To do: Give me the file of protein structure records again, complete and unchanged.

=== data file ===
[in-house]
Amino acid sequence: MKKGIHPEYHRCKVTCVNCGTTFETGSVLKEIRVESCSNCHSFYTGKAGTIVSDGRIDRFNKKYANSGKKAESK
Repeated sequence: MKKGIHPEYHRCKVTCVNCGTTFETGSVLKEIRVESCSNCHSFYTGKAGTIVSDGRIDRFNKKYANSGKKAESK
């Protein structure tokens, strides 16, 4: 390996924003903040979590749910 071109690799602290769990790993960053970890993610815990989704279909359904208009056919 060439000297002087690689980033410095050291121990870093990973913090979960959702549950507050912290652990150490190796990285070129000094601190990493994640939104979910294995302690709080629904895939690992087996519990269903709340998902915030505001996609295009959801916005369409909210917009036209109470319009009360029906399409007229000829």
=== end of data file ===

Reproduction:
[in-house]
Amino acid sequence: MKKGIHPEYHRCKVTCVNCGTTFETGSVLKEIRVESCSNCHSFYTGKAGTIVSDGRIDRFNKKYANSGKKAESK
Repeated sequence: MKKGIHPEYHRCKVTCVNCGTTFETGSVLKEIRVESCSNCHSFYTGKAGTIVSDGRIDRFNKKYANSGKKAESK
């Protein structure tokens, strides 16, 4: 390996924003903040979590749910 071109690799602290769990790993960053970890993610815990989704279909359904208009056919 060439000297002087690689980033410095050291121990870093990973913090979960959702549950507050912290652990150490190796990285070129000094601190990493994640939104979910294995302690709080629904895939690992087996519990269903709340998902915030505001996609295009959801916005369409909210917009036209109470319009009360029906399409007229000829």